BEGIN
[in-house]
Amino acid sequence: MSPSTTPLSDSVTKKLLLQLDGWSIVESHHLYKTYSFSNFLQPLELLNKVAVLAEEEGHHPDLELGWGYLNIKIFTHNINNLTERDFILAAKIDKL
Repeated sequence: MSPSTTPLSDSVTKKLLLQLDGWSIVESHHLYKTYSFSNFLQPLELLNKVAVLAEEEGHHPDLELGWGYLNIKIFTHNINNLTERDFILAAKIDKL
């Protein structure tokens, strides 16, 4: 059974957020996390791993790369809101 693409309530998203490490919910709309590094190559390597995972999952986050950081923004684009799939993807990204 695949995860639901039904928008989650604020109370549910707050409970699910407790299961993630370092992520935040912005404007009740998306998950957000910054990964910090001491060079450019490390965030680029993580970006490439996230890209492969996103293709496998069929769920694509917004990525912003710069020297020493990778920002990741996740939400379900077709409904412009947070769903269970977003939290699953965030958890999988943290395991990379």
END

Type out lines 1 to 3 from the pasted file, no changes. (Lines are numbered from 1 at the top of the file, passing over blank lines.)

[in-house]
Amino acid sequence: MSPSTTPLSDSVTKKLLLQLDGWSIVESHHLYKTYSFSNFLQPLELLNKVAVLAEEEGHHPDLELGWGYLNIKIFTHNINNLTERDFILAAKIDKL
Repeated sequence: MSPSTTPLSDSVTKKLLLQLDGWSIVESHHLYKTYSFSNFLQPLELLNKVAVLAEEEGHHPDLELGWGYLNIKIFTHNINNLTERDFILAAKIDKL